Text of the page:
I had another dream. . . and some biology

For some reason I’ve remembered my dreams recently, though I usually forget them by morning. This is a short one from last night.

For some reason I was confined in a cold jail cell, and the cell’s heater was simply a series of heated squiggly tubes, like a television antenna, resting on a stand. The heater didn’t work well, and when I asked the jailer why it wasn’t working, he provided me with—and explained—a diagram of how a duck’s legs remain warm in cold water through the anatomical and physical process of countercurrent distribution.

That’s all, except the diagram and the amazing way a duck keeps its legs warm has absolutely nothing to do with the poor heat radiation of a thin, heated tube in a cell. But of course it was just a dream.

But here’s a chance to learn how ducks keep their naked legs and feet from freezing in chilly water. The explanation of countercurrent distribution comes from here.

Ducks, as well as many other birds, have a counter-current heat exchange system between the arteries and veins in their legs. Warm arterial blood flowing to the feet passes close to cold venous blood returning from the feet. The arterial blood warms up the venous blood, dropping in temperature as it does so. This means that the blood that flows through the feet is relatively cool. This keeps the feet supplied with just enough blood to provide tissues with food and oxygen, and just warm enough to avoid frostbite. But by limiting the temperature difference between the feet and the ice, heat loss is greatly reduced. Scientists who measured it calculated that Mallards lost only about 5% of their body heat through their feet at 0C (32o F). To put this in perspective, the rest of the duck is covered with feathers and in contact only with air, not ice, but because the body is relatively hot, 95% of the heat loss is from the head and body. Meanwhile, the cool feet sit on ice and give up very little heat.

More Info: In the diagram [below], without counter-current heat exchange, warm blood makes it all the way to the foot. This keeps the feet considerably warmer than the ice the duck is standing on. Remember that heat flow is roughly proportional to the temperature difference. With a large temperature difference, there is a large flow of heat from the foot to the ice.

In the second diagram [below], you’ll see that multiple branches of the artery are in close contact with branches of the vein. This intertwining of arteries and veins is called retia (singular – rete tibiotarsale). Because heat flows from the arterial blood to the venous blood, the arterial blood becomes colder and the venous blood becomes warmer. Less warm blood gets to the foot, keeping the foot cold and reducing the temperature difference between the foot and the ice. This reduces the flow of heat from the duck to the ice.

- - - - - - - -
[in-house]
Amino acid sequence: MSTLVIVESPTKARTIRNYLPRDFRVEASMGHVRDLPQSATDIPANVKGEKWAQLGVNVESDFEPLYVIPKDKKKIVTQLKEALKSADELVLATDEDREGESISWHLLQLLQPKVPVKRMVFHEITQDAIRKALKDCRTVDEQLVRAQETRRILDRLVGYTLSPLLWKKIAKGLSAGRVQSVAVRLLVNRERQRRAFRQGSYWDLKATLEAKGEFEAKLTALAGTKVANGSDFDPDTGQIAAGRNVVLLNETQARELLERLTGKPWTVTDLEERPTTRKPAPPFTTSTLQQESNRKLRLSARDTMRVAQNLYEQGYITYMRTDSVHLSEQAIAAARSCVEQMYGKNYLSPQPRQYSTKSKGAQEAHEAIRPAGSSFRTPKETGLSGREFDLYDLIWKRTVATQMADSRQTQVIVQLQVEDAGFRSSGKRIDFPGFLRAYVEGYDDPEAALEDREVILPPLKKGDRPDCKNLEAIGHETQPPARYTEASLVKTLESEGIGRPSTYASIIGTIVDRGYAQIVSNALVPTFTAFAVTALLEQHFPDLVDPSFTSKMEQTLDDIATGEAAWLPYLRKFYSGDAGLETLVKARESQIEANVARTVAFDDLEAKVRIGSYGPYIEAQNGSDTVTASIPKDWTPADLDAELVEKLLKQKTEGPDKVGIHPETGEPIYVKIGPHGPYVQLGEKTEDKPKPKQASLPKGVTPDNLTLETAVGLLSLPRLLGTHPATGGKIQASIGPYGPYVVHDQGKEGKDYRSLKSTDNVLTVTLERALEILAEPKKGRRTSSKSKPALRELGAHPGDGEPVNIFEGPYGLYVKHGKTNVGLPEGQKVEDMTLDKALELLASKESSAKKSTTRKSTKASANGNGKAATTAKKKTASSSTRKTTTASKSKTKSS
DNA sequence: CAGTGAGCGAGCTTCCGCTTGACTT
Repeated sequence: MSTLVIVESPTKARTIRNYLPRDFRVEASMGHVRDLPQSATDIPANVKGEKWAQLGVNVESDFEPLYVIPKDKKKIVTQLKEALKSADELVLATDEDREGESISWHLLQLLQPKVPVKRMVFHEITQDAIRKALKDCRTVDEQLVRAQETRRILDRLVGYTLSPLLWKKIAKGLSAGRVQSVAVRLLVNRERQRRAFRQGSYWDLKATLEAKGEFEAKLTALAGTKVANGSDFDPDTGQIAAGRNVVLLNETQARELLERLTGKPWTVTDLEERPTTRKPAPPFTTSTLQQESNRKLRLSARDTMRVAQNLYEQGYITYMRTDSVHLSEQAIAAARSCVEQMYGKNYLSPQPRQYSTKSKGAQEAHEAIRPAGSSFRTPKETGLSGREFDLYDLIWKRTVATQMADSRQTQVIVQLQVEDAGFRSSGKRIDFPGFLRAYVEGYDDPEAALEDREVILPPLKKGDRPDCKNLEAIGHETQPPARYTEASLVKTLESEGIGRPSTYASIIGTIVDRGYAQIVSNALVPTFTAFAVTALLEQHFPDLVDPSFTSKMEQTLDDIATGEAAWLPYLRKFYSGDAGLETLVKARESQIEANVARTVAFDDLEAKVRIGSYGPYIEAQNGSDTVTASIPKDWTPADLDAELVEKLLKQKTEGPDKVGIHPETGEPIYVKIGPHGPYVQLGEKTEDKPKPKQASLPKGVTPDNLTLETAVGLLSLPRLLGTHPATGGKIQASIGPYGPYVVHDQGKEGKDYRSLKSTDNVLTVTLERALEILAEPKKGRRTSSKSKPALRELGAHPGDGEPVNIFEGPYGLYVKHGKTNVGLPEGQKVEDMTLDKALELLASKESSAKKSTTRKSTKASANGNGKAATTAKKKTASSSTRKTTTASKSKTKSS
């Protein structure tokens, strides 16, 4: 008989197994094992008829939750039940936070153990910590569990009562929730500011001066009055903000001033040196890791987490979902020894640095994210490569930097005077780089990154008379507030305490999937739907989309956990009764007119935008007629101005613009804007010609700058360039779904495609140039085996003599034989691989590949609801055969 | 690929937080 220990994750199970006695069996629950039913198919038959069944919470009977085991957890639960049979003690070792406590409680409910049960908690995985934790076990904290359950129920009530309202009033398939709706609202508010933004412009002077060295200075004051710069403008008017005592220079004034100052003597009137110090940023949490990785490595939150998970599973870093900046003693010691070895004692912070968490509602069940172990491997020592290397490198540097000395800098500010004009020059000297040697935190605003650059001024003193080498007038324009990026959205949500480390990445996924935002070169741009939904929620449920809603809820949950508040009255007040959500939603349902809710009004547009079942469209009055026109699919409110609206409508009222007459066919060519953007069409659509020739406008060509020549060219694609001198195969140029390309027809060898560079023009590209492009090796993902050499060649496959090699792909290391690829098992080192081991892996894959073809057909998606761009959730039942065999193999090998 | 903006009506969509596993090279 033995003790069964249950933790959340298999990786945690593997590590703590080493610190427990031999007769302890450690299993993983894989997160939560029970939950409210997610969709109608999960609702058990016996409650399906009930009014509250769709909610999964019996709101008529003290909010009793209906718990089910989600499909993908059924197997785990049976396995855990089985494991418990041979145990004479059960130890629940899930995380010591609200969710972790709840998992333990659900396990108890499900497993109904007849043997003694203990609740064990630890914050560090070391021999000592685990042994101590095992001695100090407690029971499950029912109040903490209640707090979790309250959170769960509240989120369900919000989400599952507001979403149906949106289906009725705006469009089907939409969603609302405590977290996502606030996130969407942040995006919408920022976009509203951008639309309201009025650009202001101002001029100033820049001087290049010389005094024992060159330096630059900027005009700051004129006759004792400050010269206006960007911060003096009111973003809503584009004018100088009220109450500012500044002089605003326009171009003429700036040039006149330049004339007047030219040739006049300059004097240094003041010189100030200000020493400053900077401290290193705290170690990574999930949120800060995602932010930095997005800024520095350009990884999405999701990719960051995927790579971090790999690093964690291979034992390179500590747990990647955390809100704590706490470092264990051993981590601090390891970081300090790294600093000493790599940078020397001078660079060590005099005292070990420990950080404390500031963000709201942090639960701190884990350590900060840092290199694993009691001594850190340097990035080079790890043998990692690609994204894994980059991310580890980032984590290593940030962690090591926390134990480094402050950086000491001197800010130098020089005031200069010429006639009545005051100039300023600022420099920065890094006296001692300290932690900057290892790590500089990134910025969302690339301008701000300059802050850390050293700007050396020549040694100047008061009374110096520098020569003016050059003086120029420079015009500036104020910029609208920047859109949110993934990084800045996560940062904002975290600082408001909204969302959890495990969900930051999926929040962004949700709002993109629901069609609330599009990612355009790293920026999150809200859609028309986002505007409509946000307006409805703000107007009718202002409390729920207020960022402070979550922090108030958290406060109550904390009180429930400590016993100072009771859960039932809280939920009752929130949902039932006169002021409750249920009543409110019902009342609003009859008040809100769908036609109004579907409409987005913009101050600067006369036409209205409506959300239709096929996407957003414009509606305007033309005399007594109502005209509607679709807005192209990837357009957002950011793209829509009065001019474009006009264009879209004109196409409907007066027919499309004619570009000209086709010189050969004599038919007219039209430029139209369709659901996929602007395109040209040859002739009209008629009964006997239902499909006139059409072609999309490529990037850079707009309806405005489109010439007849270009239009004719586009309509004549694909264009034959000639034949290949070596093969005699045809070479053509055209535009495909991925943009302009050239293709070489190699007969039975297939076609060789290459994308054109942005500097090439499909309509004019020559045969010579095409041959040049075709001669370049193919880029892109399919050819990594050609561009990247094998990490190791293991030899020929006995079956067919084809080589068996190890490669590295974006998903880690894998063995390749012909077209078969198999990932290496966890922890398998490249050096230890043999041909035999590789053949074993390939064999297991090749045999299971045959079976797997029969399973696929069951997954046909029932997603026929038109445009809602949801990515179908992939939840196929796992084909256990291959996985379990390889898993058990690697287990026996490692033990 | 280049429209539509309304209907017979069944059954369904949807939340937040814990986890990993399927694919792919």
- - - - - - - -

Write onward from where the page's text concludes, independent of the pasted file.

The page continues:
That’s today’s biology lesson.



  1. Randall Schenck
    Posted November 30, 2018 at 7:38 am | Permalink

    I wonder if the heat exchange in the duck’s legs is where they got the idea for the air exchanger they put in some houses. They kind of do the same thing. Even the geo-thermo heating system works in a similar way.

  2. Ty Gardner
    Posted November 30, 2018 at 7:51 am | Permalink

    I always reference counter-current heat exchange if animal limbs in cold environments when I discuss how this phenomenon is used in the spermatic cord, with exchange between the testicular artery and pampiniform plexus, to provide blood to the testis that is cooler than body temperature.

  3. Nicolaas Stempels
    Posted November 30, 2018 at 7:55 am | Permalink

    Yes, this counter-current principle is quite wide spread,
    bird’s legs and dolphin’s fins, but not just for heat.
    IIRC fishes’ gills do the same for O2: the water-flow is counter the blood-flow in the capillaries, ensuring gas exchange over the full length of the flow. Low oxygen blood exposed to low oxygen water -but still higher than in the blood- and high oxygen blood is exposed to the freshest water.
    And I’m not sure, but I’d bet a bottle of wine the same goes for bird’s lungs with their through-flow.

    • Carl S
      Posted November 30, 2018 at 10:48 am | Permalink

      Have to add mammalian kidneys, which use a counter-current of osmolality to concentrate urine, allowing them to preserve water. They do an amazing job in desert animals. Humans can achieve ~ 4x urine/plasma osmolality. Kangaroo Rats can reach 18x, or so say the texts.

      • Nicolaas Stempels
        Posted November 30, 2018 at 11:46 am | Permalink

        Yes, I guess it is a kind of universal in life.
        Maybe we should have a closer look at systems that don’t use the counter-current principle where it could be useful, such as our mammalian lungs. The vagaries of history…

    • Posted December 1, 2018 at 7:15 am | Permalink

      Also, whale tongues. Imagine swimming in antarctic waters to dine on krill. I love me some shrimp, but …

  4. ThyroidPlanet
    Posted November 30, 2018 at 8:09 am | Permalink


  5. ThyroidPlanet
    Posted November 30, 2018 at 8:15 am | Permalink

    [ trying not to go nuts with random examples]